• Individuals in Mobilized Hebrew Society: The Meanings of Setting Limits in the Diaries of the Teacher Z. (1938-1940)

    Mobilized society exists when a common goal is shared by masses who contribute with genuine involvement to its achievement. A mobilized Hebrew society existed in Eretz Yisrael before 1948. Many individuals had difficulty conforming to the “emotional regime” imposed by the mobilized society, which tolerated the existence of individual sentiments but not an individual’s particular desires, unless they were in line with its common ethos. The result was reflected in efforts to delineate borders between the emotional regime of the mobilized society and the individuals’ emotional refuges. The craving to preserve the emotional refuge as a complement rather than an alternative to the emotional regime was reflected by moments of personal crisis followed by deep sentiments of guilt. The article illustrates the reflections of such attitudes through the diaries of the teacher Z. during an eighteen-month period (July 1938–January 1940). Z. was a teacher of mathematics in Haifa’s Reali high school. The diaries, which are part of a private collection, are a clear reflection of Z.’s efforts to become a member of an emotional community while creating a separate, individual emotional refuge.

  • Names under Supervision: Israeli Linguistic Regulation of Arab Streets – Turʿan as a Case Study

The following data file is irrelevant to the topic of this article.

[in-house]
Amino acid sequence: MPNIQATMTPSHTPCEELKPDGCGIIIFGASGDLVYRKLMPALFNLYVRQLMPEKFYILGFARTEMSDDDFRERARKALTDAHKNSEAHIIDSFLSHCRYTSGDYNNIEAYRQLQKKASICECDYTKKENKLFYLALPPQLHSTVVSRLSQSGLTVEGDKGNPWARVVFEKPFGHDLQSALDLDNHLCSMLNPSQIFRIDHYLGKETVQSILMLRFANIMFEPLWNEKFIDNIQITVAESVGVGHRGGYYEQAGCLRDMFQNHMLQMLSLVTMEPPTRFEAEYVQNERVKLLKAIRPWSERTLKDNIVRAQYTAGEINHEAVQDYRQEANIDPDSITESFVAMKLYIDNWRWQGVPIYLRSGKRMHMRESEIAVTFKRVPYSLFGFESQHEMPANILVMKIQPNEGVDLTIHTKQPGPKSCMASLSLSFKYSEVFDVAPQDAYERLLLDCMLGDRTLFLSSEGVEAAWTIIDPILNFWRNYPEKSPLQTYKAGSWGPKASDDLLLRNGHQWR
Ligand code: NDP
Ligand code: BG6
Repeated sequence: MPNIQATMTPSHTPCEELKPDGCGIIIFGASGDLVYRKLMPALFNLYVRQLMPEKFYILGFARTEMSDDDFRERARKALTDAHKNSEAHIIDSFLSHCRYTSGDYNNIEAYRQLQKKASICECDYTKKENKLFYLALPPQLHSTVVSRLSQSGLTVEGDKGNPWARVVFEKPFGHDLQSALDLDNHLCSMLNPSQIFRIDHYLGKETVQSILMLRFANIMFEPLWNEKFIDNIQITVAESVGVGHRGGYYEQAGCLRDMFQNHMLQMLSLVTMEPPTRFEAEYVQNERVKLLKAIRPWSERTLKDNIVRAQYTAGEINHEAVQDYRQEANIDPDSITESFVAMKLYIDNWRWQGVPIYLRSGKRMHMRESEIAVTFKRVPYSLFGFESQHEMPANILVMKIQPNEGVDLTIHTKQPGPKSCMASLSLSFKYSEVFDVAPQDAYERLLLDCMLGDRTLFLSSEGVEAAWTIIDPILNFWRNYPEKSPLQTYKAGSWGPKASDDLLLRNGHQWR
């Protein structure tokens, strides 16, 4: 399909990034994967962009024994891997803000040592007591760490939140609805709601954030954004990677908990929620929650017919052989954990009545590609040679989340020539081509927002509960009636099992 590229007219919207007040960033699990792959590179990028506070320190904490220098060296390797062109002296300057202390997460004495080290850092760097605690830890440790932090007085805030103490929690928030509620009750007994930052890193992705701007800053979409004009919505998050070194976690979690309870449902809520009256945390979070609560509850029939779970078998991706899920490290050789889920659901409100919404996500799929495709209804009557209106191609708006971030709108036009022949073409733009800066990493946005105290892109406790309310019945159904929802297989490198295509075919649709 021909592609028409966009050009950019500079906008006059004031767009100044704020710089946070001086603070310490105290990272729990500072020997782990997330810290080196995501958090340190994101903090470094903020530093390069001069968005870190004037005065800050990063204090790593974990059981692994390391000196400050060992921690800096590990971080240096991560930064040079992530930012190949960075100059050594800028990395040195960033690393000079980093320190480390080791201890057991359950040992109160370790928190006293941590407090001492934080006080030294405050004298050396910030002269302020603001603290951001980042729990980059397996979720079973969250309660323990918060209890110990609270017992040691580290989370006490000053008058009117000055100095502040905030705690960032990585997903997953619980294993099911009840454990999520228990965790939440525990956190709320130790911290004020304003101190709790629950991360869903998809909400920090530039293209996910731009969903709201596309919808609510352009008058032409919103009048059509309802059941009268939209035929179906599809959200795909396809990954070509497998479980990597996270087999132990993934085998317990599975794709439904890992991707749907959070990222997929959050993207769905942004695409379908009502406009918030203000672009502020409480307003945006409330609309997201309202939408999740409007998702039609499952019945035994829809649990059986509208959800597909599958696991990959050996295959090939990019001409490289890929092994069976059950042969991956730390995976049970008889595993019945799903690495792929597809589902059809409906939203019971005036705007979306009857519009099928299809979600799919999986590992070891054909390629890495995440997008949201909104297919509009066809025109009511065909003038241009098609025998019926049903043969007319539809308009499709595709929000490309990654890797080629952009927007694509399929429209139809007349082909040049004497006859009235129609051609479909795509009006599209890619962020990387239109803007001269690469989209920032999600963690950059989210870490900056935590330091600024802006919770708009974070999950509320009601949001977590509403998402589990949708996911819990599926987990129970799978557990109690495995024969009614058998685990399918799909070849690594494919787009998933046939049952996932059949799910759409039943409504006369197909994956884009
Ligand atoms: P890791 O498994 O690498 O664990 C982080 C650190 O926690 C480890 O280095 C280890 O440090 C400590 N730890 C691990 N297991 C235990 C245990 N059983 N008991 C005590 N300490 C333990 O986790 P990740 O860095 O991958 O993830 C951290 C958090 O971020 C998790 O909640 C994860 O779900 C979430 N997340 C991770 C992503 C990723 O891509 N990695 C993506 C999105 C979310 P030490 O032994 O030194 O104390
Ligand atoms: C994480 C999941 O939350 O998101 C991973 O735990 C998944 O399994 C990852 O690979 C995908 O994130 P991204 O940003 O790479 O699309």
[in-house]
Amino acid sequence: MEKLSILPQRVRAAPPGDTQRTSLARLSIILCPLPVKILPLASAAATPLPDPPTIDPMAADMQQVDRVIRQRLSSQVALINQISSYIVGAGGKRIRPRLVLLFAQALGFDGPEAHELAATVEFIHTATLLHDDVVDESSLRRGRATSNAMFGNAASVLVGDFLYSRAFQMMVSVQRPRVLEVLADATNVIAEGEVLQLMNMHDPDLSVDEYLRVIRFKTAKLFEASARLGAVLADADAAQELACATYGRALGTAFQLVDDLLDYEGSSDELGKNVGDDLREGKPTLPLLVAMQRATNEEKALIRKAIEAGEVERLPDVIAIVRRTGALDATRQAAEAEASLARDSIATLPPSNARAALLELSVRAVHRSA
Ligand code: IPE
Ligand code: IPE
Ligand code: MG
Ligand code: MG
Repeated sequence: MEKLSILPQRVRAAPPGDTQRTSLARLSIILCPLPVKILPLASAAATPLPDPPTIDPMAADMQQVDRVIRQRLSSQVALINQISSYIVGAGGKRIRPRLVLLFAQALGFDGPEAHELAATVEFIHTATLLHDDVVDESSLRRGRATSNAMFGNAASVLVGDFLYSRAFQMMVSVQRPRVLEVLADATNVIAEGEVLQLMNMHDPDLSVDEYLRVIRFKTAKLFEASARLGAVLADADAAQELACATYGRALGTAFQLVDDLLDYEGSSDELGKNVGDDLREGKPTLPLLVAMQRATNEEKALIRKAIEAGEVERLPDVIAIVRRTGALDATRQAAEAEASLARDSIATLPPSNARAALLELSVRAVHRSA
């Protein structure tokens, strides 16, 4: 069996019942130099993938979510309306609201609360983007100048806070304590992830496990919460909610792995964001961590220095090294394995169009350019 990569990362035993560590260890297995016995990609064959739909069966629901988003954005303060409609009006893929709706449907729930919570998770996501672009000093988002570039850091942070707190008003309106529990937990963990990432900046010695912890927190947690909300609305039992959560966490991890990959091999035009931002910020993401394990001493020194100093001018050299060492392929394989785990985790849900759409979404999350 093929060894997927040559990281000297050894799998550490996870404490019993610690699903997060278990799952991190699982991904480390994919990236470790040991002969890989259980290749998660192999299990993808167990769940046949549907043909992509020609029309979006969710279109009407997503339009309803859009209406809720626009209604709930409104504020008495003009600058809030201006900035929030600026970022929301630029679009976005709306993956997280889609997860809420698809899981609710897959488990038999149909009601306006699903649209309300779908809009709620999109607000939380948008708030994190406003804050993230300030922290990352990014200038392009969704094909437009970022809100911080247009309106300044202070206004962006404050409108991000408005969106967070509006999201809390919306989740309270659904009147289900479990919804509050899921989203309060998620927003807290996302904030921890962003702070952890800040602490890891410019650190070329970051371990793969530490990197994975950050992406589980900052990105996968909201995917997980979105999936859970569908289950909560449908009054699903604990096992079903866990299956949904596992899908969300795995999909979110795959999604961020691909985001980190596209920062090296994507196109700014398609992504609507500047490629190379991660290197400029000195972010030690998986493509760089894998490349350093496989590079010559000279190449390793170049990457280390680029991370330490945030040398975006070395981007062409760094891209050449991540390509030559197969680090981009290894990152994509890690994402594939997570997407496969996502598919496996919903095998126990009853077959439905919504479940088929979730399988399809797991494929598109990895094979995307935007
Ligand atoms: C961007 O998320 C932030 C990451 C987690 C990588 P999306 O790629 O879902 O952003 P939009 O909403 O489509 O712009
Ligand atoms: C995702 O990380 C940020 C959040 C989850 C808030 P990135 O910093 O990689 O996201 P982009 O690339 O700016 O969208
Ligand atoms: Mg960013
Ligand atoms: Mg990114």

The present article contributes to the local study of street signs, and more generally, of majority and minority language representation. It analyzes the street signs set up by the Turʿan municipality in the North of Israel during the term of the town’s Jewish mayor Yaakov Zohar (2008-2013), shedding light on the impact of top-down political processes on the design of Arab space, its interpretation by a municipality headed by an agent of the establishment, and the namings’ implications for the Arab minority’s spatial socialization. Through the names selected and the visual and orthographic characteristics of the linguistic landscape, the article highlights the politics of shaping cultural and historical identity in physical space. The visual characteristics examined are related to the visibility of the two languages—Arabic and Hebrew—or more specifically, to the representation of one as opposed to the deliberate marginalization of the other. My reading of street signs is informed by critical toponymy and semiotics, which emphasize the ideological meanings inherent in the depth structures of names and visual communication products. I consider the initiative by a Jewish mayor to name the streets of Arab Turʿan an attempt to influence the spatial awareness of its Arab inhabitants in keeping with the values of the establishment.